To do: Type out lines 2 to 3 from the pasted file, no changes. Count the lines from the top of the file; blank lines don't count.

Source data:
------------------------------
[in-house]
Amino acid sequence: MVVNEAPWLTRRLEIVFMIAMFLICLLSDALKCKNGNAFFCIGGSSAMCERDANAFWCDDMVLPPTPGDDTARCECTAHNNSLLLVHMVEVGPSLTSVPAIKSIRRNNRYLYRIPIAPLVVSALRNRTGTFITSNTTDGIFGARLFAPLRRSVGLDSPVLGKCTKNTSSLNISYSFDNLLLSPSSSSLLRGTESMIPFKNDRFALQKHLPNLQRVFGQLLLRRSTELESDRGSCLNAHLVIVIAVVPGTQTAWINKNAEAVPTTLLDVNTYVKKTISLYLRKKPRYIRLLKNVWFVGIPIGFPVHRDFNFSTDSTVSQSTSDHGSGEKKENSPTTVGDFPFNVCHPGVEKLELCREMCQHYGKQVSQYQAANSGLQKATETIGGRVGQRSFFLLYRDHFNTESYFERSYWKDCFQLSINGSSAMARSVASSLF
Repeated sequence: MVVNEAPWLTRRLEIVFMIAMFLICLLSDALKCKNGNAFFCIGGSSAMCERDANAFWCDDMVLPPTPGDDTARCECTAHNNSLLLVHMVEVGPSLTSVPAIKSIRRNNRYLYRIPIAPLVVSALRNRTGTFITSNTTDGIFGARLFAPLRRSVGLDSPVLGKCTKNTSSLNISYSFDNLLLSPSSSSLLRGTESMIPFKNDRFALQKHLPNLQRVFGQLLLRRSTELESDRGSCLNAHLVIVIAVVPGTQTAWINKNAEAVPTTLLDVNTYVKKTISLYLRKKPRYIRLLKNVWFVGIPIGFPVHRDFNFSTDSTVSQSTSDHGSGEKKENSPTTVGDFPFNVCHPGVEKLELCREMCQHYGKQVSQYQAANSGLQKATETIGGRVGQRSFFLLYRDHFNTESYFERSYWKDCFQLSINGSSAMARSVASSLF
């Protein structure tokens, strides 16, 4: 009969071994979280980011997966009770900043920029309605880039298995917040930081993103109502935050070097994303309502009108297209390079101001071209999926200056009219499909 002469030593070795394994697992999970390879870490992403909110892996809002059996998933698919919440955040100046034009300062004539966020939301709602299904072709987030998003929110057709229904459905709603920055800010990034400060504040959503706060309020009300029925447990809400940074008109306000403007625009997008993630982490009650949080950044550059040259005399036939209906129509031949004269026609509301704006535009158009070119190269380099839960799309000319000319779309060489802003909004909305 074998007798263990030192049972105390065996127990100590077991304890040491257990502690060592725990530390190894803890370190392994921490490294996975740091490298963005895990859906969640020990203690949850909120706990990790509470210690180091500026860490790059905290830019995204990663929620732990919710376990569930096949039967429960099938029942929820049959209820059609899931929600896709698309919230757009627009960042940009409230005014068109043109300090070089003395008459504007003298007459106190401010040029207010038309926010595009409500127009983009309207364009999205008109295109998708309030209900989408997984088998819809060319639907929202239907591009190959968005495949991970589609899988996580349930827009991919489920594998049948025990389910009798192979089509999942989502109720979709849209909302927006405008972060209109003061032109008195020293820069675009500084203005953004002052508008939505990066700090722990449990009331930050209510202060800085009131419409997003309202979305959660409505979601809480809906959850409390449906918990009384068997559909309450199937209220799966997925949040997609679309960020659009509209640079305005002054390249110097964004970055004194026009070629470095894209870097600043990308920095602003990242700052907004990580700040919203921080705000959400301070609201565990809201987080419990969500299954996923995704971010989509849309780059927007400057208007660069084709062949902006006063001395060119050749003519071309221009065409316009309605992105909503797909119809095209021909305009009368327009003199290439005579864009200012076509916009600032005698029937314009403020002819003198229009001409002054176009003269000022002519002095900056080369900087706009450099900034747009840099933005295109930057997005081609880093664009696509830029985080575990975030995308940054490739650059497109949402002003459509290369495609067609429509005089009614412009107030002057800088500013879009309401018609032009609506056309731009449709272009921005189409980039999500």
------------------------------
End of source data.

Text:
Amino acid sequence: MVVNEAPWLTRRLEIVFMIAMFLICLLSDALKCKNGNAFFCIGGSSAMCERDANAFWCDDMVLPPTPGDDTARCECTAHNNSLLLVHMVEVGPSLTSVPAIKSIRRNNRYLYRIPIAPLVVSALRNRTGTFITSNTTDGIFGARLFAPLRRSVGLDSPVLGKCTKNTSSLNISYSFDNLLLSPSSSSLLRGTESMIPFKNDRFALQKHLPNLQRVFGQLLLRRSTELESDRGSCLNAHLVIVIAVVPGTQTAWINKNAEAVPTTLLDVNTYVKKTISLYLRKKPRYIRLLKNVWFVGIPIGFPVHRDFNFSTDSTVSQSTSDHGSGEKKENSPTTVGDFPFNVCHPGVEKLELCREMCQHYGKQVSQYQAANSGLQKATETIGGRVGQRSFFLLYRDHFNTESYFERSYWKDCFQLSINGSSAMARSVASSLF
Repeated sequence: MVVNEAPWLTRRLEIVFMIAMFLICLLSDALKCKNGNAFFCIGGSSAMCERDANAFWCDDMVLPPTPGDDTARCECTAHNNSLLLVHMVEVGPSLTSVPAIKSIRRNNRYLYRIPIAPLVVSALRNRTGTFITSNTTDGIFGARLFAPLRRSVGLDSPVLGKCTKNTSSLNISYSFDNLLLSPSSSSLLRGTESMIPFKNDRFALQKHLPNLQRVFGQLLLRRSTELESDRGSCLNAHLVIVIAVVPGTQTAWINKNAEAVPTTLLDVNTYVKKTISLYLRKKPRYIRLLKNVWFVGIPIGFPVHRDFNFSTDSTVSQSTSDHGSGEKKENSPTTVGDFPFNVCHPGVEKLELCREMCQHYGKQVSQYQAANSGLQKATETIGGRVGQRSFFLLYRDHFNTESYFERSYWKDCFQLSINGSSAMARSVASSLF